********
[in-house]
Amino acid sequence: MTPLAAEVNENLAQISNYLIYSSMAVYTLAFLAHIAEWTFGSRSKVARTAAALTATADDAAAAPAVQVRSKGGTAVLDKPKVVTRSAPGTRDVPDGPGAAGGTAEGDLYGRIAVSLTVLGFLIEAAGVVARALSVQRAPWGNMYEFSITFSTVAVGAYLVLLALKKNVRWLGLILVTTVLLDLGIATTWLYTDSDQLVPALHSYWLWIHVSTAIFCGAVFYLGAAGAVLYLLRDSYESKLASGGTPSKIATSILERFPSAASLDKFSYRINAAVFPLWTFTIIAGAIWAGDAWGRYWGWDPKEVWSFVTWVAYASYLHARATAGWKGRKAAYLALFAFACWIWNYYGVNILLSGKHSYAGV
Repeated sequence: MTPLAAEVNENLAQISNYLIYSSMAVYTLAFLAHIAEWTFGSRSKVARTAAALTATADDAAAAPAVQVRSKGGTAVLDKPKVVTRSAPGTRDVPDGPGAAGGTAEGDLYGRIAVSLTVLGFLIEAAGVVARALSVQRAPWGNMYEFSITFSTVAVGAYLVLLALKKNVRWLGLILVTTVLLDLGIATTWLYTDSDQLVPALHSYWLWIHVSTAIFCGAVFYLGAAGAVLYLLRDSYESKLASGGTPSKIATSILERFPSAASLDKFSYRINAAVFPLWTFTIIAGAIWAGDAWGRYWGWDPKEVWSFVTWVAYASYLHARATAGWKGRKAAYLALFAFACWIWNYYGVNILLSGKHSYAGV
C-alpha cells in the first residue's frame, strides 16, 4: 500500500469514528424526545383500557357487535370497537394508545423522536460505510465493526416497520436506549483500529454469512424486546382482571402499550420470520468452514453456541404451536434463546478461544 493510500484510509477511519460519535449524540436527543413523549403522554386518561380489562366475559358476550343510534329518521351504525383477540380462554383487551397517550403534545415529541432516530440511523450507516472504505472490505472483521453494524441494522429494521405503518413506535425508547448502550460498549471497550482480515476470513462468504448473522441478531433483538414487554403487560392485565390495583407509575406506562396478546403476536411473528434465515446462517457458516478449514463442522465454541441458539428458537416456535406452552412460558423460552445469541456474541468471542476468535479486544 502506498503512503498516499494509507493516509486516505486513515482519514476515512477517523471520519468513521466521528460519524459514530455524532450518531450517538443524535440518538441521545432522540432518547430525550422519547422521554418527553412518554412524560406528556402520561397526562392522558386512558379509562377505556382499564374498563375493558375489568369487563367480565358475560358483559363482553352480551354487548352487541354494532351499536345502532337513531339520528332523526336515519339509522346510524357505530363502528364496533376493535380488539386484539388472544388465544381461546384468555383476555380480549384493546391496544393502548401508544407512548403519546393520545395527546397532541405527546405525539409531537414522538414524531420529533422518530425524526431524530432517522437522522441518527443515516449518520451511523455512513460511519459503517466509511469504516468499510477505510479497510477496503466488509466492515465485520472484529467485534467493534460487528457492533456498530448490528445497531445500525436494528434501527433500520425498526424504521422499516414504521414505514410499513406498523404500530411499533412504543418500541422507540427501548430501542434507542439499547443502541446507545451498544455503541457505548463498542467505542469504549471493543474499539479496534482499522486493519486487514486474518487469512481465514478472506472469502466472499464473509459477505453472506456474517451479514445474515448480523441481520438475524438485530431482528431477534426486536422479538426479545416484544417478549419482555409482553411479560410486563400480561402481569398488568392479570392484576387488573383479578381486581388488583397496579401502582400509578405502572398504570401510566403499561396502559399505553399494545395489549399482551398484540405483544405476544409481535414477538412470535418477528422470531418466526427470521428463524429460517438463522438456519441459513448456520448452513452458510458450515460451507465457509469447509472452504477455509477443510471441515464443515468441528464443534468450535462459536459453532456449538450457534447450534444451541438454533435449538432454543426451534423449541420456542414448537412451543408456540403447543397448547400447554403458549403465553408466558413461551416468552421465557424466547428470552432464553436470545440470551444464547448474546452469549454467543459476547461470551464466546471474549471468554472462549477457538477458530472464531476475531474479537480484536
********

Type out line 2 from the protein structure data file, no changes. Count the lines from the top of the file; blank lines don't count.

Amino acid sequence: MTPLAAEVNENLAQISNYLIYSSMAVYTLAFLAHIAEWTFGSRSKVARTAAALTATADDAAAAPAVQVRSKGGTAVLDKPKVVTRSAPGTRDVPDGPGAAGGTAEGDLYGRIAVSLTVLGFLIEAAGVVARALSVQRAPWGNMYEFSITFSTVAVGAYLVLLALKKNVRWLGLILVTTVLLDLGIATTWLYTDSDQLVPALHSYWLWIHVSTAIFCGAVFYLGAAGAVLYLLRDSYESKLASGGTPSKIATSILERFPSAASLDKFSYRINAAVFPLWTFTIIAGAIWAGDAWGRYWGWDPKEVWSFVTWVAYASYLHARATAGWKGRKAAYLALFAFACWIWNYYGVNILLSGKHSYAGV